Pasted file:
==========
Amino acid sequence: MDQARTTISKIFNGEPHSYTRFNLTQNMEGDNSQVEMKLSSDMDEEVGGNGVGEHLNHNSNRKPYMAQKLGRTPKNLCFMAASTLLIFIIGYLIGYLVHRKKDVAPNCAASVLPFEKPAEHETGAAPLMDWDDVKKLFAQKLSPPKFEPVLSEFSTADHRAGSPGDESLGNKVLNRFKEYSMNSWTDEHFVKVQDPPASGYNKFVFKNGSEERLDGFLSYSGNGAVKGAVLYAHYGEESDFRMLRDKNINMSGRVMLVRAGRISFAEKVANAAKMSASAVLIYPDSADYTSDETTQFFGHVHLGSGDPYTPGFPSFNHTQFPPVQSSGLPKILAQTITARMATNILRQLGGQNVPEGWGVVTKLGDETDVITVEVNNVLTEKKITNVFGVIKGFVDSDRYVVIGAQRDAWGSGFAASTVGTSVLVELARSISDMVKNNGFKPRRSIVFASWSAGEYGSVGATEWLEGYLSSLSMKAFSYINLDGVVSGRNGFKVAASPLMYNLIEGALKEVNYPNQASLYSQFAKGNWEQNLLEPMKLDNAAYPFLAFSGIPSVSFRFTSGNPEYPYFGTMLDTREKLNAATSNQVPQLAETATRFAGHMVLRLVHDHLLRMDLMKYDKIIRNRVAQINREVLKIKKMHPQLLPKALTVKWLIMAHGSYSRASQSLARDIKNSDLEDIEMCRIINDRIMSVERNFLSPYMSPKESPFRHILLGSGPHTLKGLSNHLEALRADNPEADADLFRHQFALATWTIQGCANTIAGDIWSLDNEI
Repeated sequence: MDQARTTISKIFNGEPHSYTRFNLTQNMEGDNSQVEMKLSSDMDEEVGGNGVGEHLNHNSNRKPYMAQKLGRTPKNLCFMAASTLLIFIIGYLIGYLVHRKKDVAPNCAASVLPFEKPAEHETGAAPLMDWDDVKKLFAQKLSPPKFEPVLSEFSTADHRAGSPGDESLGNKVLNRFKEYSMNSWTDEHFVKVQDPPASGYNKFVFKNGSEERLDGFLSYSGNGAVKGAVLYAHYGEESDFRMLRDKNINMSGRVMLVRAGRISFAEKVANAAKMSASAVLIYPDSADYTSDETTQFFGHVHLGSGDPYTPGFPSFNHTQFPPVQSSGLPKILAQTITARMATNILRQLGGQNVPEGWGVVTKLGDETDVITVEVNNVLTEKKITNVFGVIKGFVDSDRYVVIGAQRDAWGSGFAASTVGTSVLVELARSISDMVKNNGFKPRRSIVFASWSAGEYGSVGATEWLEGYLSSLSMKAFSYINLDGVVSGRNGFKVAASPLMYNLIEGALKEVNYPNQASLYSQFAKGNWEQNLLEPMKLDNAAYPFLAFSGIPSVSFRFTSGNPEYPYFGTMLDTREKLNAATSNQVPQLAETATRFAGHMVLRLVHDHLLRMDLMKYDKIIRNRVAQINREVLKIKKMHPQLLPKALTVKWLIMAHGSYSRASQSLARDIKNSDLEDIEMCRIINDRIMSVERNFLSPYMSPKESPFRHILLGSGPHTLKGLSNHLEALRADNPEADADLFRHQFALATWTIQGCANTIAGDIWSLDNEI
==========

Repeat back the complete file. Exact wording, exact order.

Amino acid sequence: MDQARTTISKIFNGEPHSYTRFNLTQNMEGDNSQVEMKLSSDMDEEVGGNGVGEHLNHNSNRKPYMAQKLGRTPKNLCFMAASTLLIFIIGYLIGYLVHRKKDVAPNCAASVLPFEKPAEHETGAAPLMDWDDVKKLFAQKLSPPKFEPVLSEFSTADHRAGSPGDESLGNKVLNRFKEYSMNSWTDEHFVKVQDPPASGYNKFVFKNGSEERLDGFLSYSGNGAVKGAVLYAHYGEESDFRMLRDKNINMSGRVMLVRAGRISFAEKVANAAKMSASAVLIYPDSADYTSDETTQFFGHVHLGSGDPYTPGFPSFNHTQFPPVQSSGLPKILAQTITARMATNILRQLGGQNVPEGWGVVTKLGDETDVITVEVNNVLTEKKITNVFGVIKGFVDSDRYVVIGAQRDAWGSGFAASTVGTSVLVELARSISDMVKNNGFKPRRSIVFASWSAGEYGSVGATEWLEGYLSSLSMKAFSYINLDGVVSGRNGFKVAASPLMYNLIEGALKEVNYPNQASLYSQFAKGNWEQNLLEPMKLDNAAYPFLAFSGIPSVSFRFTSGNPEYPYFGTMLDTREKLNAATSNQVPQLAETATRFAGHMVLRLVHDHLLRMDLMKYDKIIRNRVAQINREVLKIKKMHPQLLPKALTVKWLIMAHGSYSRASQSLARDIKNSDLEDIEMCRIINDRIMSVERNFLSPYMSPKESPFRHILLGSGPHTLKGLSNHLEALRADNPEADADLFRHQFALATWTIQGCANTIAGDIWSLDNEI
Repeated sequence: MDQARTTISKIFNGEPHSYTRFNLTQNMEGDNSQVEMKLSSDMDEEVGGNGVGEHLNHNSNRKPYMAQKLGRTPKNLCFMAASTLLIFIIGYLIGYLVHRKKDVAPNCAASVLPFEKPAEHETGAAPLMDWDDVKKLFAQKLSPPKFEPVLSEFSTADHRAGSPGDESLGNKVLNRFKEYSMNSWTDEHFVKVQDPPASGYNKFVFKNGSEERLDGFLSYSGNGAVKGAVLYAHYGEESDFRMLRDKNINMSGRVMLVRAGRISFAEKVANAAKMSASAVLIYPDSADYTSDETTQFFGHVHLGSGDPYTPGFPSFNHTQFPPVQSSGLPKILAQTITARMATNILRQLGGQNVPEGWGVVTKLGDETDVITVEVNNVLTEKKITNVFGVIKGFVDSDRYVVIGAQRDAWGSGFAASTVGTSVLVELARSISDMVKNNGFKPRRSIVFASWSAGEYGSVGATEWLEGYLSSLSMKAFSYINLDGVVSGRNGFKVAASPLMYNLIEGALKEVNYPNQASLYSQFAKGNWEQNLLEPMKLDNAAYPFLAFSGIPSVSFRFTSGNPEYPYFGTMLDTREKLNAATSNQVPQLAETATRFAGHMVLRLVHDHLLRMDLMKYDKIIRNRVAQINREVLKIKKMHPQLLPKALTVKWLIMAHGSYSRASQSLARDIKNSDLEDIEMCRIINDRIMSVERNFLSPYMSPKESPFRHILLGSGPHTLKGLSNHLEALRADNPEADADLFRHQFALATWTIQGCANTIAGDIWSLDNEI